Many drivers do not know or adhere to right-of-way rules at intersections. There are rules to follow at every intersection, but there are also driving behaviours that seem “socially acceptable.” In many cases, the latter seem to supercede the legal rules of the road.
Take, for instance, the uncontrolled-intersection dilemma faced by drivers on a daily basis. The law states that the first driver to arrive at an uncontrolled intersection has the right-of-way. What actually happens is quite different. Drivers on the major higher-traffic-volume road often assume the right-of-way. This behaviour has become the norm in most municipalities.
Legally, when two drivers approach an uncontrolled intersection at the same time from different directions, the driver on the right has the right-of-way. The direction of travel has no bearing on this right-of-way rule unless a left turn is about to be made.
Left turners must yield to oncoming through-traffic. Left turners, facing one another, who arrive at the intersection at the same time may proceed at the same time if there is enough space to complete the manoeuvres. The same rule applies to right turners.
Drivers must always be on the lookout for commuters who don’t follow the rules. Many drivers travel through uncontrolled intersections believing the minor intersecting road has a stop sign for cross-traffic. There are so few uncontrolled intersections in our traffic system that drivers are often surprised by another vehicle, which has the legal right-of-way, crossing in front of them from a minor intersecting road. When they are not required to stop, they assume the cross traffic must have a stop sign.
Two-way-stop intersections are the most dangerous of the stop-sign governed corners. Drivers at the stop signs must wait for all cross traffic to clear before proceeding. Any driver turning left from the stop sign must yield to the driver opposite who plans to go straight through, regardless of who arrived at the stop sign first.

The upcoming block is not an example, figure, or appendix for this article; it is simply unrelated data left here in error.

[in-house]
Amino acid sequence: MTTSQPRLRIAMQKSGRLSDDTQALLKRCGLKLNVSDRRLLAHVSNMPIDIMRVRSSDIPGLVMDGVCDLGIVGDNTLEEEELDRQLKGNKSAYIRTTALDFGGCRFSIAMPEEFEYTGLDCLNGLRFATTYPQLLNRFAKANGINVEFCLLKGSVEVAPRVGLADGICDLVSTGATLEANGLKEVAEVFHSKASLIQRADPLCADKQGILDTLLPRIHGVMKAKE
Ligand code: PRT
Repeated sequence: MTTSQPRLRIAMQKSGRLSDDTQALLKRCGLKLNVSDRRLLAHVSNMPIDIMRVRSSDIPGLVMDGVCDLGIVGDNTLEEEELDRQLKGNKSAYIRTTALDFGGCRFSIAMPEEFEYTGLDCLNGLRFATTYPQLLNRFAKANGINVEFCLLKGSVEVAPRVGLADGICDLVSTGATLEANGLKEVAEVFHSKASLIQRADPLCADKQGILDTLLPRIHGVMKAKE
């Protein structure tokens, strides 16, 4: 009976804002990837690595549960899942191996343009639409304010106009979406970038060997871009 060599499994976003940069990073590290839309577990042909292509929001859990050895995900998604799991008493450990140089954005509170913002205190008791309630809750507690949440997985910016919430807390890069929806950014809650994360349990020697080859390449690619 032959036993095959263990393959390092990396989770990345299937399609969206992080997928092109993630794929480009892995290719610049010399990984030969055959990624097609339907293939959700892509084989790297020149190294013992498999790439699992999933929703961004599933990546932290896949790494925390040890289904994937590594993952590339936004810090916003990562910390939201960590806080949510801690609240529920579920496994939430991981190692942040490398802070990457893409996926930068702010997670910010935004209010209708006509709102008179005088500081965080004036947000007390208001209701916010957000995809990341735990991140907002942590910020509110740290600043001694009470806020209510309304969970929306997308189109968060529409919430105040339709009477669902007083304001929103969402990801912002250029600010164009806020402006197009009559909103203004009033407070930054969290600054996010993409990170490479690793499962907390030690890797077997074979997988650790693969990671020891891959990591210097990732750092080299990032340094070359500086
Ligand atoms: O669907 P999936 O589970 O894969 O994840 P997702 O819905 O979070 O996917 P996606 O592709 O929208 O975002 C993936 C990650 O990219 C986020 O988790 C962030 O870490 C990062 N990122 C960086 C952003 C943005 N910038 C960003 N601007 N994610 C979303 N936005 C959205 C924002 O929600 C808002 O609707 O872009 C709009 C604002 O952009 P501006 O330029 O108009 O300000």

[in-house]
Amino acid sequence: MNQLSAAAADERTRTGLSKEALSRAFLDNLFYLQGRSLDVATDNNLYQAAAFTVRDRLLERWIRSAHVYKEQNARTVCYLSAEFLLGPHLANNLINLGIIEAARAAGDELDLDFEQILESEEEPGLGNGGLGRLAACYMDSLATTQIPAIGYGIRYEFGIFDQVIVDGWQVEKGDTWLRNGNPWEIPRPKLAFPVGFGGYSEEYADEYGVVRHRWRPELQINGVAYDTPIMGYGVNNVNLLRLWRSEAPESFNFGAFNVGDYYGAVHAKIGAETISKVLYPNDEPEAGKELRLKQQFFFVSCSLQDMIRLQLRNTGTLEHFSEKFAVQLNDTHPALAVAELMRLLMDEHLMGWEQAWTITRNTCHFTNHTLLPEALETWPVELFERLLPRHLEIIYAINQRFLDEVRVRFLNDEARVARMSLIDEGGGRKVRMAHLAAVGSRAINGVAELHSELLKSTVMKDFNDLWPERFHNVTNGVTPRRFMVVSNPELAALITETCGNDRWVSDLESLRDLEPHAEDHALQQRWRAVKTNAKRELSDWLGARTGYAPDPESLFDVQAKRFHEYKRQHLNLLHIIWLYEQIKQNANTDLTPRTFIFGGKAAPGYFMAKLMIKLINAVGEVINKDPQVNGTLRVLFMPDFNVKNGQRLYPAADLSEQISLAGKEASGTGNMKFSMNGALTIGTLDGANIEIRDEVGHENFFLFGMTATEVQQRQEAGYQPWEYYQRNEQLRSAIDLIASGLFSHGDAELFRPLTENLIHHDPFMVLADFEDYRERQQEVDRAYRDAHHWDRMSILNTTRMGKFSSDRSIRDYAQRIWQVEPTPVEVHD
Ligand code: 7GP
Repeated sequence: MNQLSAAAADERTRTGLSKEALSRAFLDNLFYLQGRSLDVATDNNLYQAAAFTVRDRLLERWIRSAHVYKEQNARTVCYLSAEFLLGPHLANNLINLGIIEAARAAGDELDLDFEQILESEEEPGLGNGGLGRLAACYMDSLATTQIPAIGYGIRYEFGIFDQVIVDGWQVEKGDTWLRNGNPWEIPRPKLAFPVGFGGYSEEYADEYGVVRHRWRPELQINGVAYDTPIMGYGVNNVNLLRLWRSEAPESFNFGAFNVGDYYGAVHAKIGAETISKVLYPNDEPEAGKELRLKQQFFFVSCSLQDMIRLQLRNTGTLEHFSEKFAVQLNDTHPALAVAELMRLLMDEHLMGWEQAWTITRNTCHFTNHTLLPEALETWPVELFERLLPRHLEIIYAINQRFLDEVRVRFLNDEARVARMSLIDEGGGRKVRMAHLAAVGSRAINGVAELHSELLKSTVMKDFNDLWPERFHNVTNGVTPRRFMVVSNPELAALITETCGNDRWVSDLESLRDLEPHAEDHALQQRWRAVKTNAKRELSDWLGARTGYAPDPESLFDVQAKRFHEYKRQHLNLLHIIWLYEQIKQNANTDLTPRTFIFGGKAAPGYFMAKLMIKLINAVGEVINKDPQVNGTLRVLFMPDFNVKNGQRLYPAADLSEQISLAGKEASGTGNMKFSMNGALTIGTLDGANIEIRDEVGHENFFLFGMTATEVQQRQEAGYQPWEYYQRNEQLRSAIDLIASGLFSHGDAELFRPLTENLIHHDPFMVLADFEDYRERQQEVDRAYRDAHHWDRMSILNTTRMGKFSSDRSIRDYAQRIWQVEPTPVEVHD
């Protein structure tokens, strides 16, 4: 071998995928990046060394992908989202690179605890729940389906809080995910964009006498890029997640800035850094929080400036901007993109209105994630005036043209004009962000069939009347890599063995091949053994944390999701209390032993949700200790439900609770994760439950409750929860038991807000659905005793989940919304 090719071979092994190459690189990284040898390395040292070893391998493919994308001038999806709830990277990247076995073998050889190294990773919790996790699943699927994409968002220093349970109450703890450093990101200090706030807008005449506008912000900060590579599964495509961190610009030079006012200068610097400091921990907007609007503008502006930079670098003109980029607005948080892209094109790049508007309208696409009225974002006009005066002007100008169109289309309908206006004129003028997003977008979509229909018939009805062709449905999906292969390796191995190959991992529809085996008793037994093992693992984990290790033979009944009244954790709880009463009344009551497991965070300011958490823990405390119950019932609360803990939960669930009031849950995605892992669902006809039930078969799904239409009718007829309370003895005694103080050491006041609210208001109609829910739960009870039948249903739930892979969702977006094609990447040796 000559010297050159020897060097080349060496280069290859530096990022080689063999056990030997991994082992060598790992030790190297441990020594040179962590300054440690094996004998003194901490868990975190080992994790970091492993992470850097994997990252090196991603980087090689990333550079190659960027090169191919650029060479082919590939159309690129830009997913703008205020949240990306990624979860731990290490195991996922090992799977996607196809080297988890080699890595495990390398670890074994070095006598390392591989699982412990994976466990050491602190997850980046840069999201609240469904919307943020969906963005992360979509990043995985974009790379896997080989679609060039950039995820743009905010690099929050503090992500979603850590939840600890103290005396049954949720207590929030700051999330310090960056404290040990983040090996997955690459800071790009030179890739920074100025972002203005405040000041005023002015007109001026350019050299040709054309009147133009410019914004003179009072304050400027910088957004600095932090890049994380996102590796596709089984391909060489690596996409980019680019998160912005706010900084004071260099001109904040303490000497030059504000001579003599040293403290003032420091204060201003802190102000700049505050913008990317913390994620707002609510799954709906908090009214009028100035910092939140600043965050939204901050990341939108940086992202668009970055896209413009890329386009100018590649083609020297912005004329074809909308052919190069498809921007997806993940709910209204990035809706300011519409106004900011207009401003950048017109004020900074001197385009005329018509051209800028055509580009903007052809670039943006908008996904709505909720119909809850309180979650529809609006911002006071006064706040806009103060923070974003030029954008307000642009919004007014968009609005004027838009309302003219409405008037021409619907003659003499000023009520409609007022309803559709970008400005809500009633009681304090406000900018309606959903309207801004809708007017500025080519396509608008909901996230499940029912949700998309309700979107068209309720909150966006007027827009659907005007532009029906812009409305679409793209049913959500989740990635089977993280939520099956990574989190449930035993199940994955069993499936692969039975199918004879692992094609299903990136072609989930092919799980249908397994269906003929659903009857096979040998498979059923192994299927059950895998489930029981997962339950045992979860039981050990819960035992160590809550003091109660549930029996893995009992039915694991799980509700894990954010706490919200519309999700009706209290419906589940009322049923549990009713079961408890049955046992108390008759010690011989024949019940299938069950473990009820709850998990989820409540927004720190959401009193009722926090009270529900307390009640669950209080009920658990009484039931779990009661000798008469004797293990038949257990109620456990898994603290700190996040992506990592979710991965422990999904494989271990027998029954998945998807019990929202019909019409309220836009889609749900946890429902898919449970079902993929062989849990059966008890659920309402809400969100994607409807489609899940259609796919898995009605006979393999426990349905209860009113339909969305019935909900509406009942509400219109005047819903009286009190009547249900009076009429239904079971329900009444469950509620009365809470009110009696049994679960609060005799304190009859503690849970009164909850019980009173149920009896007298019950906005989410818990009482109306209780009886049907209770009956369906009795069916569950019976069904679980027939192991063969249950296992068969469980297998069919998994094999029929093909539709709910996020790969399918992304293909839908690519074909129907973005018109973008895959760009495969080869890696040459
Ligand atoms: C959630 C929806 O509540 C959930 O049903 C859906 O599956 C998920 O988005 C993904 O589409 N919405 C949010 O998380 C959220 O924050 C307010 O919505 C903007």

Many drivers who have just arrived at a stop sign at this type of intersection will allow a left turner facing them to go first. Whether they have compassion for the long wait time experienced by the opposite driver, or they sincerely believe the left-turning driver has the right-of-way, driving laws do not support this action if a crash should occur.
Some drivers will motion another motorist through an intersection, giving the other driver the right-of-way. This is admirable behaviour, but if a crash occurs as a result of this action, the driver moving through the intersection is still held to account by enforcement and/or insurance policies.
Four-way-stop intersections are elementary. First-come-first-served is the rule. If two drivers arrive at the same time, the driver on the right goes first. Direction of travel is irrelevant.
When two drivers arrive at the intersection at the same time and are facing one another, the left-turner-goes-last rule applies. Socially speaking, there is a predictable disconnect at four-way-stop intersections. Many drivers believe direction of travel dictates the order in which to proceed.
Drivers will often balk at going through the intersection at the proper time because they believe a left-turner must wait for other traffic to clear the intersection.
Pedestrians at intersections take precedence over all other types of traffic. All drivers must yield the right-of-way to pedestrians in crosswalks. A driver loses right-of-way superiority when pedestrians choose to cross the road at intersections.
Court cases are not decided on the basis of “socially acceptable” behaviour. We would all do well to remember this simple fact and act accordingly.
Steve Wallace is the owner of Wallace Driving School on Vancouver Island and in the Central Interior of B.C. He is a former Canadian V.P. of the Driving Schools Association of the Americas. Steve is a registered B.C. teacher and a graduate of the U of Manitoba.
© Copyright 2013